While watching a video lecture, I became uncomfortable with the results, (around 35 mins). The professor draws an electric circuit with a 1V batter, and two resistors (1 and 9 ohms). He then calculates the voltage across the 9 ohm resistor and the voltage across the battery and 1 ohm resistor so that they are the same. So far so good. Then, he "replaces" the battery with a solenoid.
This is what I don't understand: How can he just replace a battery with a solenoid? He then calculates the voltage across the solenoid and 1 ohm resistor and it is different from the voltage across the 9 ohm resistor. He then adds the two different voltages to obtain the voltage supplied by the battery. He claims that this is because of non-conservative fields. I think he is right I just don't fully understand what the point of hypothetically switching out a battery for a solenoid is.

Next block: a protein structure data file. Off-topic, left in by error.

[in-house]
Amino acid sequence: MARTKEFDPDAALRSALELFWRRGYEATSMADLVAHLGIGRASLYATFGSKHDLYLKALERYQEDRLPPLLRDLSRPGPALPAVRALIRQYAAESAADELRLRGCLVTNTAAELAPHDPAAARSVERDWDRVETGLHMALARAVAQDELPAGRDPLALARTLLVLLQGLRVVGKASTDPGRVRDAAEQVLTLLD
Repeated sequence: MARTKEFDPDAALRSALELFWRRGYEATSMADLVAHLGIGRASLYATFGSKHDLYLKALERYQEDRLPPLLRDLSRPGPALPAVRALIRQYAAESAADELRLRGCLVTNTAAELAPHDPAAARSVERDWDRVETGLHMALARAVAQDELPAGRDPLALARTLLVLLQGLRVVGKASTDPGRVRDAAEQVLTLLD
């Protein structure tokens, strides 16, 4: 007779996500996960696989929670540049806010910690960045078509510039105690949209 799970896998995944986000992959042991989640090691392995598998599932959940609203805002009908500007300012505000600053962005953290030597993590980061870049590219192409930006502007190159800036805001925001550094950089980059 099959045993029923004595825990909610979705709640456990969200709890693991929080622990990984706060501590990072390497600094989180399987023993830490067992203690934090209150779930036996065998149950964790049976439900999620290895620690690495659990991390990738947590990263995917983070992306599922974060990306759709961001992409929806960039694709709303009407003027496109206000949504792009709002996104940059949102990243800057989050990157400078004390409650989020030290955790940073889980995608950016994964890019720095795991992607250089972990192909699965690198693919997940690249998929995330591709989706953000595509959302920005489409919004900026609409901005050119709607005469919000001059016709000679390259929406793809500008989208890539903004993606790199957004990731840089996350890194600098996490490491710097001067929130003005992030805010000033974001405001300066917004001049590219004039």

What exactly is the point? We can't do this in real life without the voltage disappearing, so this seems almost like a thought experiment.